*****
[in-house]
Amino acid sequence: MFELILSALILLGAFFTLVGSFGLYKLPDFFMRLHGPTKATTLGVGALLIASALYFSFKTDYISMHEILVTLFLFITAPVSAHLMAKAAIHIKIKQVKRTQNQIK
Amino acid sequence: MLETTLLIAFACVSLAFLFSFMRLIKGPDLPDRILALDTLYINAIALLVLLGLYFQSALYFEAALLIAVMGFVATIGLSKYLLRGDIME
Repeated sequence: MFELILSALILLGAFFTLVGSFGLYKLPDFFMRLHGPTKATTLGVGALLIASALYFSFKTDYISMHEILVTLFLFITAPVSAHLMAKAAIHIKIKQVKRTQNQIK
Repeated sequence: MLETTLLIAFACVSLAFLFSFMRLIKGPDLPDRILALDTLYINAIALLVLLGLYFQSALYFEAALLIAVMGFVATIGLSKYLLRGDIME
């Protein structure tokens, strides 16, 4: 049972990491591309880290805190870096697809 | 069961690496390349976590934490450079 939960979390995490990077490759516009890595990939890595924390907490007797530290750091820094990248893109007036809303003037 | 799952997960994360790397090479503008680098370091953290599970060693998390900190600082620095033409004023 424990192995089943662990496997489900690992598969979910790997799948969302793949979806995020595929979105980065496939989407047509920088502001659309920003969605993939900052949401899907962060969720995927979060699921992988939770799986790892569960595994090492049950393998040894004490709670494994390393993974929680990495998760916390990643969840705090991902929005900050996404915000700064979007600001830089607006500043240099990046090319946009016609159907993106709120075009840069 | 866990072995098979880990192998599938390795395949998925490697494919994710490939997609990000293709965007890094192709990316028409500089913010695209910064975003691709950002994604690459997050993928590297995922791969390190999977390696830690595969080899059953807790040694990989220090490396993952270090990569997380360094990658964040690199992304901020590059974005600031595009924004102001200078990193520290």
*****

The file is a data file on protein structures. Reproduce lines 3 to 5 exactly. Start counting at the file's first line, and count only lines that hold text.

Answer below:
Amino acid sequence: MLETTLLIAFACVSLAFLFSFMRLIKGPDLPDRILALDTLYINAIALLVLLGLYFQSALYFEAALLIAVMGFVATIGLSKYLLRGDIME
Repeated sequence: MFELILSALILLGAFFTLVGSFGLYKLPDFFMRLHGPTKATTLGVGALLIASALYFSFKTDYISMHEILVTLFLFITAPVSAHLMAKAAIHIKIKQVKRTQNQIK
Repeated sequence: MLETTLLIAFACVSLAFLFSFMRLIKGPDLPDRILALDTLYINAIALLVLLGLYFQSALYFEAALLIAVMGFVATIGLSKYLLRGDIME